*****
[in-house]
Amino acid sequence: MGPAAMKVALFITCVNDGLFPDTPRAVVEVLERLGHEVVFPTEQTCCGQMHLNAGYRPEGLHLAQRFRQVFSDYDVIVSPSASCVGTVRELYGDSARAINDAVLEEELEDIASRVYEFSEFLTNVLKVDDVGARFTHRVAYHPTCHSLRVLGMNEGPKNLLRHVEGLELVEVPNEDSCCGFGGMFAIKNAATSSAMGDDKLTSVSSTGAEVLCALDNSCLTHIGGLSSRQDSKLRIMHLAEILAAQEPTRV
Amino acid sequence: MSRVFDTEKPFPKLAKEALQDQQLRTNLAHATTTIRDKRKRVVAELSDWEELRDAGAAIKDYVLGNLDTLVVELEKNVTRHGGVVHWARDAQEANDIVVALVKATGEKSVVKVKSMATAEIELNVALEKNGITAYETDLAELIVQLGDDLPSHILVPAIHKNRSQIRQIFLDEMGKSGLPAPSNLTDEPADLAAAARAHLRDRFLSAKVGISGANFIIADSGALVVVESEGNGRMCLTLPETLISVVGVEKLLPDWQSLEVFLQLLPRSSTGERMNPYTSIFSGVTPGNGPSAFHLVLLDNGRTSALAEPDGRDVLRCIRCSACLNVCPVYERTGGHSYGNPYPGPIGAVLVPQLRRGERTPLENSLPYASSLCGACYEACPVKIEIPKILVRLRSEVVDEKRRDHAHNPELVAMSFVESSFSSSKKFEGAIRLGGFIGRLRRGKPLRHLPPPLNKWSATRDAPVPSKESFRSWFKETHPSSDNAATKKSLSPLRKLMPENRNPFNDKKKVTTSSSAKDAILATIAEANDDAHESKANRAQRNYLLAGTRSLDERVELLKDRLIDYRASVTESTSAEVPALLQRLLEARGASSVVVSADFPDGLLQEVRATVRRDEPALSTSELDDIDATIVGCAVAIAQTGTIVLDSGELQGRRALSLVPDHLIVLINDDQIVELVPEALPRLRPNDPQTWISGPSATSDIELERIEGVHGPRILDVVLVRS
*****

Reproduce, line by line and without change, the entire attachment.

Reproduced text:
[in-house]
Amino acid sequence: MGPAAMKVALFITCVNDGLFPDTPRAVVEVLERLGHEVVFPTEQTCCGQMHLNAGYRPEGLHLAQRFRQVFSDYDVIVSPSASCVGTVRELYGDSARAINDAVLEEELEDIASRVYEFSEFLTNVLKVDDVGARFTHRVAYHPTCHSLRVLGMNEGPKNLLRHVEGLELVEVPNEDSCCGFGGMFAIKNAATSSAMGDDKLTSVSSTGAEVLCALDNSCLTHIGGLSSRQDSKLRIMHLAEILAAQEPTRV
Amino acid sequence: MSRVFDTEKPFPKLAKEALQDQQLRTNLAHATTTIRDKRKRVVAELSDWEELRDAGAAIKDYVLGNLDTLVVELEKNVTRHGGVVHWARDAQEANDIVVALVKATGEKSVVKVKSMATAEIELNVALEKNGITAYETDLAELIVQLGDDLPSHILVPAIHKNRSQIRQIFLDEMGKSGLPAPSNLTDEPADLAAAARAHLRDRFLSAKVGISGANFIIADSGALVVVESEGNGRMCLTLPETLISVVGVEKLLPDWQSLEVFLQLLPRSSTGERMNPYTSIFSGVTPGNGPSAFHLVLLDNGRTSALAEPDGRDVLRCIRCSACLNVCPVYERTGGHSYGNPYPGPIGAVLVPQLRRGERTPLENSLPYASSLCGACYEACPVKIEIPKILVRLRSEVVDEKRRDHAHNPELVAMSFVESSFSSSKKFEGAIRLGGFIGRLRRGKPLRHLPPPLNKWSATRDAPVPSKESFRSWFKETHPSSDNAATKKSLSPLRKLMPENRNPFNDKKKVTTSSSAKDAILATIAEANDDAHESKANRAQRNYLLAGTRSLDERVELLKDRLIDYRASVTESTSAEVPALLQRLLEARGASSVVVSADFPDGLLQEVRATVRRDEPALSTSELDDIDATIVGCAVAIAQTGTIVLDSGELQGRRALSLVPDHLIVLINDDQIVELVPEALPRLRPNDPQTWISGPSATSDIELERIEGVHGPRILDVVLVRS